The COVID pandemic has put many businesses including ours through an unprecedented crisis. It not only changed consumer behaviors drastically, but also disrupted worldwide supply chain of raw materials and finished goods. Our industry has been going through contraction for many years when the pandemic hit and it’s estimated approximately 6,000 stores have disappeared in the last 4, 5 years. It’s time to consider survival strategy for those who survived this crisis.
Pandemic accelerated the fall out
The slowdown of the industry has been going on for many years. And those who have been running their business like they always have for the last 20, 30 years couldn’t beat the pandemic and either dropped out or retired. To put it harshly, the pandemic finished off those who were barely hanging on.
Online presence, social media marketing, pickup & delivery app, and new services like household items are part of ongoing changes for the industry. The pandemic has weeded out those who “stayed” in the past.
“The pandemic accelerated the fall out of those who would have gone out on their own in 4 to 5 years,” said one industry insider.
Less dry cleaners mean bigger share. Even thought the whole market is shrinking, surviving dry cleaners will have a larger slice of the pie. Dry cleaners outside the office areas are already reporting sales equal of greater than before. Supply shortage driven price increase is also contributing to the higher sales figure.
One dry cleaner who asked to be not named said “the pandemic has changed my idea of management. From now on, I will study more and start replacing my old, outdated equipment.”
We are in the service business
A lot of dry cleaners think they are in the cleaning business. We should stop thinking that way after the pandemic.
Dry cleaners are in the service business to satisfy customer’s needs. Cleaning and pressing are the means, not the goal. In other words, dry cleaners should not be content with handing over clean and well pressed clothes to customers. We should aim to give them the pleasure of wearing like new clothes. We are not here to merely satisfy the need for cleaning, but to offer “convenience.”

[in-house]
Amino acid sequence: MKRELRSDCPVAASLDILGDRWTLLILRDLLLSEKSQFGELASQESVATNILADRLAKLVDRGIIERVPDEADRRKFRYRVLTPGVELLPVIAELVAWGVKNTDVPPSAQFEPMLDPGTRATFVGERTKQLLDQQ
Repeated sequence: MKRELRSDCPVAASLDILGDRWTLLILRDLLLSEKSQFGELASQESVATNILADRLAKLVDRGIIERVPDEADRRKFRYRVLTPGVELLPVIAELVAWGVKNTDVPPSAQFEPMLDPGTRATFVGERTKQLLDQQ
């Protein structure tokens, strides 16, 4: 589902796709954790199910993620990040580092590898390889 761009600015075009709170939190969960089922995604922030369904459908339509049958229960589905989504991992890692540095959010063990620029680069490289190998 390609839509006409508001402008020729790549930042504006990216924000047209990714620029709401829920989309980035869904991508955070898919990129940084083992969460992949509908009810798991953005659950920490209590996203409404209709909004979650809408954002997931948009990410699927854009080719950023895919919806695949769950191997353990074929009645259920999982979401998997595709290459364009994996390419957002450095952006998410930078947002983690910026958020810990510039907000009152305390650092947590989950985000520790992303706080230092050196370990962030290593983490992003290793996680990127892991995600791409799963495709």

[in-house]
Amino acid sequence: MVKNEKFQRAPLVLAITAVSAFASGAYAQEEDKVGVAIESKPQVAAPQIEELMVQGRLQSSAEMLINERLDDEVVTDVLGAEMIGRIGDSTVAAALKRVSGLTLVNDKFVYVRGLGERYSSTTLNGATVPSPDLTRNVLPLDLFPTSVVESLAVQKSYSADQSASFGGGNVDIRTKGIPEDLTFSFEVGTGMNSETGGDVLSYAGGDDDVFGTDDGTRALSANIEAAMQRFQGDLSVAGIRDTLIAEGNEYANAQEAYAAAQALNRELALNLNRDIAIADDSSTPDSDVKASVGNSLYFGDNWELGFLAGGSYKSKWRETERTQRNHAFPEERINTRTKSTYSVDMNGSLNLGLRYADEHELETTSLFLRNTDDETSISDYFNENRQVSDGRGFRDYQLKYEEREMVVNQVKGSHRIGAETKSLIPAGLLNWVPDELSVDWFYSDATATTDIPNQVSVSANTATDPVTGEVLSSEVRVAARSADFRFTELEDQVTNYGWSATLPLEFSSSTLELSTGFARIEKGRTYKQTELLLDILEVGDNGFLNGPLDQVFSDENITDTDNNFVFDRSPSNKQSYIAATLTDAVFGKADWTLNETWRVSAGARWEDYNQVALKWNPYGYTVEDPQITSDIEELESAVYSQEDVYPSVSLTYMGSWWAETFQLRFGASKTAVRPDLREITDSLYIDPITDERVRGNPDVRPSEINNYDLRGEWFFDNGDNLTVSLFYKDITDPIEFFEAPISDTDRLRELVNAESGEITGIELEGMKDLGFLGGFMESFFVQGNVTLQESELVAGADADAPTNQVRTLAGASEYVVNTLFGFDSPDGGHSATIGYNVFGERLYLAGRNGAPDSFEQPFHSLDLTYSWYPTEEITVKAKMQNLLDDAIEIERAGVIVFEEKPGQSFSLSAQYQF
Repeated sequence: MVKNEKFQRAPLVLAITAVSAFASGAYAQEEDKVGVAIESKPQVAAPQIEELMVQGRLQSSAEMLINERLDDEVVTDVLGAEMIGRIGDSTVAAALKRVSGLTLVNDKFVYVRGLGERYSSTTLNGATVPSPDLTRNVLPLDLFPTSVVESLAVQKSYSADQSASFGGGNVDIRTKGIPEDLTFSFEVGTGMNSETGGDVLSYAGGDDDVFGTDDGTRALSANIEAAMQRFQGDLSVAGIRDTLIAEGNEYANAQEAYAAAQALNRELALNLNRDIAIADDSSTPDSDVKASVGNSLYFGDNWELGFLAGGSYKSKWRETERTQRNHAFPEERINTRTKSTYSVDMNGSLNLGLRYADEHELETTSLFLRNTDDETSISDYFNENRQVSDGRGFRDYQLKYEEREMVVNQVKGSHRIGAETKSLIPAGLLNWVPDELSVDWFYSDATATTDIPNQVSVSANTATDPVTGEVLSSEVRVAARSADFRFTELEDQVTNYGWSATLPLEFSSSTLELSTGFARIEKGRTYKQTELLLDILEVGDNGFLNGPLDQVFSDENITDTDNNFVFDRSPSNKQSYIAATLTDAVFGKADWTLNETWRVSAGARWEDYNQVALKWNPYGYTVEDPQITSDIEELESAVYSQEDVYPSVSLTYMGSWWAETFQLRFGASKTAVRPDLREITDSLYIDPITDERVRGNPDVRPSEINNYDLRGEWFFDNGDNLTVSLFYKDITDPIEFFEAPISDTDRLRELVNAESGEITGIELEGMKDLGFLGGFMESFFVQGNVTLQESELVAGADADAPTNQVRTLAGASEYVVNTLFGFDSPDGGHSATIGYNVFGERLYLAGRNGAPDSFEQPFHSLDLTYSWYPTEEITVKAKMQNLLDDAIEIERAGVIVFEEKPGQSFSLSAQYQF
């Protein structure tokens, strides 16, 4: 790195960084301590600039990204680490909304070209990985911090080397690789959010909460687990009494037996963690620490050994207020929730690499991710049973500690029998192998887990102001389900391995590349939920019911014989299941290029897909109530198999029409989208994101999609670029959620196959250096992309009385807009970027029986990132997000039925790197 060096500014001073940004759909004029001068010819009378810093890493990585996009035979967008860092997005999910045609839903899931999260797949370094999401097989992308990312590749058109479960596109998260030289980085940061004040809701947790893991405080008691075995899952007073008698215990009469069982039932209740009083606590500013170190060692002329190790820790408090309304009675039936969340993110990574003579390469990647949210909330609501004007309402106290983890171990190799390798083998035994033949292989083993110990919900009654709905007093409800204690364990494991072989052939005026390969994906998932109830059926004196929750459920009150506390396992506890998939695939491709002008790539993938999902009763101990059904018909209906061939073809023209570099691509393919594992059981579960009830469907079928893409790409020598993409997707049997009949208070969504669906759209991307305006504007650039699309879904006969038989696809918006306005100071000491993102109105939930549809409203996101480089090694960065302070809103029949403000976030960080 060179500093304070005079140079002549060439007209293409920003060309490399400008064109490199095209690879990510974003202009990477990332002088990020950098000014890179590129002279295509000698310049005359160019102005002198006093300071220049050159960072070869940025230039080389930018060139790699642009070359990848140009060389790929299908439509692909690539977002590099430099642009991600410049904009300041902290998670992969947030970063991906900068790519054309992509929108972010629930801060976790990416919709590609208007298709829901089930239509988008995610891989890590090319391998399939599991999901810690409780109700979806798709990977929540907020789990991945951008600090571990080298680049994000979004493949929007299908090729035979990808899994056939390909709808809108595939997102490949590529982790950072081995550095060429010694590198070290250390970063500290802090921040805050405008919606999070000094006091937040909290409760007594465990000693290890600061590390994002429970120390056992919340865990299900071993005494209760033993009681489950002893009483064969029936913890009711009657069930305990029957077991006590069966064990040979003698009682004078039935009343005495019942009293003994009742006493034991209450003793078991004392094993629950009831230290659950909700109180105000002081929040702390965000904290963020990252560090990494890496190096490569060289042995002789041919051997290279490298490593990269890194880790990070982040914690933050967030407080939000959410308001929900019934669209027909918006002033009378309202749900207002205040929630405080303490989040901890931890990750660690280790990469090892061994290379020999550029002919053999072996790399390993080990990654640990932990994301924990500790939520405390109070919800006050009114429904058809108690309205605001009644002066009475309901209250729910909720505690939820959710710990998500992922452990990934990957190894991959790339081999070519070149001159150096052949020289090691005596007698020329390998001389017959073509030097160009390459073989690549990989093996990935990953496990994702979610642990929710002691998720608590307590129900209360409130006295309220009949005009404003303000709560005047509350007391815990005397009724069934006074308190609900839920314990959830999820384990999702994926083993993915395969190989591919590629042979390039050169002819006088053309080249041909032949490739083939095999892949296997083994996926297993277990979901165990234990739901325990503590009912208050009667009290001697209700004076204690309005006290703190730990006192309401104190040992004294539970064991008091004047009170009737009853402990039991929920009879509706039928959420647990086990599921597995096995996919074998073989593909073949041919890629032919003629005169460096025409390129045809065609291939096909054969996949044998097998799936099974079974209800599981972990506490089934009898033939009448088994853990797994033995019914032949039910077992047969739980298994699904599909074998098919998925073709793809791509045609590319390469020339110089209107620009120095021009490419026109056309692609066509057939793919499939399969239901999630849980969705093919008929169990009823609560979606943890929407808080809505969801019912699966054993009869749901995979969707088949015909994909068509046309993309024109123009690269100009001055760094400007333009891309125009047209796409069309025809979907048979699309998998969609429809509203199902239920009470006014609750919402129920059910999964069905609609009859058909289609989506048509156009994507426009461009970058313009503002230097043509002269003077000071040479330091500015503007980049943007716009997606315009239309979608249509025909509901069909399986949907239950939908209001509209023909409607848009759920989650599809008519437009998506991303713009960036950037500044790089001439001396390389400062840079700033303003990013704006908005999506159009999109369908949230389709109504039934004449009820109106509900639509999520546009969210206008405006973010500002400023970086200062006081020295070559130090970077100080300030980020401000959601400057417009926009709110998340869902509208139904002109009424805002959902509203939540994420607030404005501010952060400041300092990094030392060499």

To do that, cleaning well is never enough. Your storefront and customer service area should be in pristine condition. The counter person should really be “happy” to see a customer walk in. Don’t just say “Thursday, OK?” but initiate a pleasant conversation like “What a beautiful blouse.”
When you make the customer experience pleasant, they might think of bringing in household chores like weekend laundry.
One allied trader said “so called industry veterans are more likely to be unaware of what they are doing. They are often working in the business, not on it.”
What does the future hold?
Not many people will deny that the pandemic has deeply changed the industry. But few agree what the future would look like. Some say large discount cleaners will prevail. Some argue mobile app will define the industry. Some even speculate the best is yet to come.
One thing is for sure. There will be dry cleaners no matter what. Even if all the future fashion is washable, there will still be dry cleaners because customers want “convenience” in one form or other.
The pandemic has sounded a giant alarm for the industry. Survivors will have more room to try new things thanks to less competition. If you still don’t have a web site or mobile app, now is the time. Sit down with your accountant and calculate the “true” cost of goods sold. If Tik Tok is popular, maybe you should to a series of short videos to show what goes on in your plant.
If you are one of those who insisted they don’t know the internet, then hire someone who does. One of the most important job of a administrator is job allocation. These things are surely easier said than done. But considering what we have been through since 2020, who’s to complain?